Take the 2-minute tour ×
Super User is a question and answer site for computer enthusiasts and power users. It's 100% free, no registration required.

I have two networks at work and when I have to use my Wireless settings I need IE to use one set of Proxy LAN Settings, and when I am plugged in I need a different set.


I have been looking for a way to script in the Proxy Settings:

HTTP, FTP and Secure

I also need the "exemptions"

I can't buy anything....my company is in a buying pinch. And my IT guys groaned when I asked if I could install FireFox...because I was going to use Firefox for Wireless, IE for LAN....but they yelled at me.

Edit: I can't install anything for this. This is a "non issue" to my IT guys.
Edit: I have IE 8 installed

share|improve this question
    
Let me quess: you're not allowed to install any software to do this? –  Ivo Flipse Jul 30 '09 at 14:16
    
Oh and what version of IE do you have? –  Ivo Flipse Jul 30 '09 at 14:17
    
Owh did I mention that you probably need admin settings to get the "cool" solutions? –  Ivo Flipse Jul 30 '09 at 14:21
add comment

5 Answers

up vote 4 down vote accepted

Absolutely!

Almost all programs these days keep their settings within the registry somewhere. So if it is in the registry and you want to automate it you are in luck.

The first step is to find the registry keys that contain the specific configuration that you are going to automate. Once you have the registry keys identified, export those keys to a REG file type. Then write yourself a script which will call the .REG file from the command line.

The example REG file content below thanks to Ivo

Regedit4

[HKEY_CURRENT_USER\Software\Microsoft\Windows\CurrentVersion\Internet Settings]
"MigrateProxy"=dword:00000001
"ProxyEnable"=dword:00000001
"ProxyHttp1.1"=dword:00000000
"ProxyServer"="http://ProxyServername:80"
"ProxyOverride"="<local>"

An example to actually put the contents of the REG file within the registry is...

C:> REGSRV32 myregsettings.REG

If it prompts you for a response such as a Y/N question use the following example instead

C:> REGSRV32 myregistrysettings.REG < yes.txt

where yes.txt is you should create a text file which contains the Y character and a carriage return to complete the response.

share|improve this answer
1  
Axx, how about you add the registry part from my post to yours? That would make the most complete post! –  Ivo Flipse Jul 30 '09 at 14:24
    
Or look at this knowledge base: support.microsoft.com/?id=819961 –  Ivo Flipse Jul 30 '09 at 14:26
add comment

For little money there is Mobile Net Switch which can manage whole network setting profiles including proxy settings. I use it for some time and could not find any better (free) software.

share|improve this answer
add comment

Now I really hate network settings, so I can't guarantee it works.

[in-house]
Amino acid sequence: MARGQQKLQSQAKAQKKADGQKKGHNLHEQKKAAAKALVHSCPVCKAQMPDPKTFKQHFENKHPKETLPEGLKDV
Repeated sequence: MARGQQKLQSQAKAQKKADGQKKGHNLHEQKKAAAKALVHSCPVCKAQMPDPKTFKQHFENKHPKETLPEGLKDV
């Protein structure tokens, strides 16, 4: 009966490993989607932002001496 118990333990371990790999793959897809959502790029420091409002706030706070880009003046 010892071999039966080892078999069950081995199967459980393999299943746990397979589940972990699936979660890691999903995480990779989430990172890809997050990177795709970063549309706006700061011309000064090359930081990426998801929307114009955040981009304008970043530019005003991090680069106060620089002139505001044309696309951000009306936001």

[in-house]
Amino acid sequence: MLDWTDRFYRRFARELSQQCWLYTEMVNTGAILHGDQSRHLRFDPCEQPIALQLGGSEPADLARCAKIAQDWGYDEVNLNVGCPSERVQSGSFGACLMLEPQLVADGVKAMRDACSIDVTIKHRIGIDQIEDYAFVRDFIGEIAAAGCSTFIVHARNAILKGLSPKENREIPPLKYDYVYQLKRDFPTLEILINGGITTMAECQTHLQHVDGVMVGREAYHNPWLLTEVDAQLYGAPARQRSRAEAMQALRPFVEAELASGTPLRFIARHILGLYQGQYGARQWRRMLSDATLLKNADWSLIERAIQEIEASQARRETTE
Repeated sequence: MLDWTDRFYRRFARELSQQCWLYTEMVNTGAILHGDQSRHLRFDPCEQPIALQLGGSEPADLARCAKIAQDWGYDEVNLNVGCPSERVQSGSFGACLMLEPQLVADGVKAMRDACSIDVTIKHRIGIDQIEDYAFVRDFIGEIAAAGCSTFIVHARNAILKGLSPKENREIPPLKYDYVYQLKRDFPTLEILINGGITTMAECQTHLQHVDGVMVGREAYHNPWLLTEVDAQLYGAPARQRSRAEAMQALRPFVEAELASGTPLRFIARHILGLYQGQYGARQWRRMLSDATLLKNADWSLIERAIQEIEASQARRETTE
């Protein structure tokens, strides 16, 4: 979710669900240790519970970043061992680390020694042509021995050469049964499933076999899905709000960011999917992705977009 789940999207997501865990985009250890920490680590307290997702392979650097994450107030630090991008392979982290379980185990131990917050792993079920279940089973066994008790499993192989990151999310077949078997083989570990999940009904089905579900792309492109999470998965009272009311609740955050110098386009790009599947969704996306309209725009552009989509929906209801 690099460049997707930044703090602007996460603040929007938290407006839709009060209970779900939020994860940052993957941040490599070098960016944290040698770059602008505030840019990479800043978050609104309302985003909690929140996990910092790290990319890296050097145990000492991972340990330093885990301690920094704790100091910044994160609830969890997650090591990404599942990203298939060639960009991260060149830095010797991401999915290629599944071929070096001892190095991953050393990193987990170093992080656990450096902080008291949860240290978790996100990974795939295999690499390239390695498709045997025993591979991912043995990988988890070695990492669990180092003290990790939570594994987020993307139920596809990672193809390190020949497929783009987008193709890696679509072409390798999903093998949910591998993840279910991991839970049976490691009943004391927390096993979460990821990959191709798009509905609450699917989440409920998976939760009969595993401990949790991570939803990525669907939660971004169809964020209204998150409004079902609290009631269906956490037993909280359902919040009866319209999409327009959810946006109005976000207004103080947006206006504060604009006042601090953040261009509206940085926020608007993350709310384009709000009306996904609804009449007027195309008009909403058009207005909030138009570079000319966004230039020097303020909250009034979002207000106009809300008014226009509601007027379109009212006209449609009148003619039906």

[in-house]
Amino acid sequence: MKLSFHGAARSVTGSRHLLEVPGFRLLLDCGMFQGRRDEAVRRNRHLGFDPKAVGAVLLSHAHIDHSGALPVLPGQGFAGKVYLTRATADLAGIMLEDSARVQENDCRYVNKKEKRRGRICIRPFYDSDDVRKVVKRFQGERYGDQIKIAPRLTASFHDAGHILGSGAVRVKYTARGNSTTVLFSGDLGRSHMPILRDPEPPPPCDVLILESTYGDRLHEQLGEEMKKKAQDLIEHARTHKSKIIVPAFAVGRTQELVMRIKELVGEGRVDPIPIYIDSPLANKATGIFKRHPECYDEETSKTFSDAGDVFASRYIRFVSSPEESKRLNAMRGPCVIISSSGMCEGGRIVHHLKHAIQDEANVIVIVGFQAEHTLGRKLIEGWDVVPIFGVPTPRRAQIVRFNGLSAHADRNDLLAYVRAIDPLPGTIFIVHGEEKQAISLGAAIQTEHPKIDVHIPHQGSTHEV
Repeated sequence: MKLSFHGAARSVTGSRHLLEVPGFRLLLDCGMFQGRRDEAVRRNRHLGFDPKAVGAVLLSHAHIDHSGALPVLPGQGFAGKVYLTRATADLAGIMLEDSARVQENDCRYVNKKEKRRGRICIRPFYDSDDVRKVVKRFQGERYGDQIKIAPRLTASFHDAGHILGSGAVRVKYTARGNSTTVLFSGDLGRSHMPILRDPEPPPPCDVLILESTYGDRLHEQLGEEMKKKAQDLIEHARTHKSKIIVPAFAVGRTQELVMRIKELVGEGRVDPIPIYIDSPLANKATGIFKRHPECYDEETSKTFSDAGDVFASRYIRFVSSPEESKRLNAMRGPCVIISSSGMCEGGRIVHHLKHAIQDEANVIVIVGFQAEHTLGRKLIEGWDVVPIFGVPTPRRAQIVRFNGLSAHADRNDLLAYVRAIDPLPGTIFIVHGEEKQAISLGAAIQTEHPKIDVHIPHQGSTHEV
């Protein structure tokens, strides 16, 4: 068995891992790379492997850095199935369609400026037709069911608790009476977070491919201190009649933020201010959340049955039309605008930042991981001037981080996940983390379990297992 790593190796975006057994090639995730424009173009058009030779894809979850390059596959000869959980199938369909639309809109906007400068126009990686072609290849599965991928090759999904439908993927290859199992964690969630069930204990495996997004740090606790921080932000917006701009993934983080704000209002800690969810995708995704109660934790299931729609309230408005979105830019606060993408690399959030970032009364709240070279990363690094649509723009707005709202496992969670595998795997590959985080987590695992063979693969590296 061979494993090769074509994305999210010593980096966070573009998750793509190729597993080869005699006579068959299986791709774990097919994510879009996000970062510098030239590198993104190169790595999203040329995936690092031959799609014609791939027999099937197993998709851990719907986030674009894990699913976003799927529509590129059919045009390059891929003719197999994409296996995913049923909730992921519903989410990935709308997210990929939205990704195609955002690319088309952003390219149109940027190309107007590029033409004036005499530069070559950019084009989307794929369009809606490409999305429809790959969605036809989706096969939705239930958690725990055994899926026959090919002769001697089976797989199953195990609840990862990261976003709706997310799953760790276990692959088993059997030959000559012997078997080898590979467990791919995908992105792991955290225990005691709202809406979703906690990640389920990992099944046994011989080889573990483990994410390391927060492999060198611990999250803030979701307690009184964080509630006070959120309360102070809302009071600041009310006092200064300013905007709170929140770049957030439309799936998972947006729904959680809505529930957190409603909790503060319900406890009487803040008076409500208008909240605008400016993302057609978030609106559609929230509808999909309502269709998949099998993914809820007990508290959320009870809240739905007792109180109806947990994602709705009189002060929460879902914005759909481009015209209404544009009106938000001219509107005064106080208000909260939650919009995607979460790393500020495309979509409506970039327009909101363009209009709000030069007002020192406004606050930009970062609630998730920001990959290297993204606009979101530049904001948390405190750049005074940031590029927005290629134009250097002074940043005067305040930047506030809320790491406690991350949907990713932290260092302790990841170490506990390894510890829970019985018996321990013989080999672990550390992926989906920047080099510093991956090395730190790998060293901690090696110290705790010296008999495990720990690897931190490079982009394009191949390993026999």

Push the Browser Settings in the Login Script (for Internet Explorer)

Internet Explorer stores proxy settings in the registry. This makes it particularly easy to update, using a variety of methods. Even if your users do not normally use Internet Explorer as their usual browser, you will want to configure the proxy settings because many other applications key off proxy settings in Internet Explorer.

In this method, you determine the proper registry key for your version of IE, export the settings to a .REG file, and then use REGEDIT in the login script to push the settings to the PC.

To create the SETPXY.REG file, open notepad & type in as follows:

REGEDIT4 (or whatever version of REGEDIT is on your PC, such as REGEDT32)
[HKEY_CURRENT_USER\Software\Microsoft\Windows\CurrentVersion\Internet Settings]
"ProxyServer"="<your proxy IP address>:8080"
"ProxyEnable"=dword:00000001
"ProxyOverride"="<local>"

Change to the private IP address of your HTTP Proxy, and to 127.0.0.1 or any combination of URL's for which you want to bypass the proxy. (I advise you to experiment with this for a while to get the syntax done correctly).

Check this Knowledge Base post for more info on the registry part.

share|improve this answer
add comment

You should try a pac file. I asked this question on ServerFault.com.

Here is the answer I accepted:

Look into proxy auto-config scripts. You can script changes to the Windows registry to select a different proxy server, but you'll really like proxy auto-config scripts and how they work on your client computers.

http://en.wikipedia.org/wiki/Proxy_auto-config

I moved to proxy auto-config files for my school district Customer a couple of years ago as a result of administrators taking laptops off-site and trying to work on other networks that didn't need an HTTP proxy specified. It's worked like a charm, and is a nice cross-browser and cross-platform compatible solution.

share|improve this answer
add comment

Make a EnableProxy.bat file with the following content:

@reg add "HKEY_CURRENT_USER\Software\Microsoft\Windows\CurrentVersion\Internet Settings" /f /v ProxyEnable /t REG_DWORD /d 1

and DisableProxy.bat

@reg add "HKEY_CURRENT_USER\Software\Microsoft\Windows\CurrentVersion\Internet Settings" /f /v ProxyEnable /t REG_DWORD /d 0

This will just enable/disable the proxy, if you'd like to also change server address add another line to EnableProxy.bat

@reg add "HKEY_CURRENT_USER\Software\Microsoft\Windows\CurrentVersion\Internet Settings" /f /v ProxyServer /t REG_SZ /d your.proxy.server

Using REG enables you to change individual settings in a silent manner (/f switch) and it requires no UAC prompt (probably because this example only modifies HKCU).

share|improve this answer
add comment

Your Answer

 
discard

By posting your answer, you agree to the privacy policy and terms of service.

Not the answer you're looking for? Browse other questions tagged or ask your own question.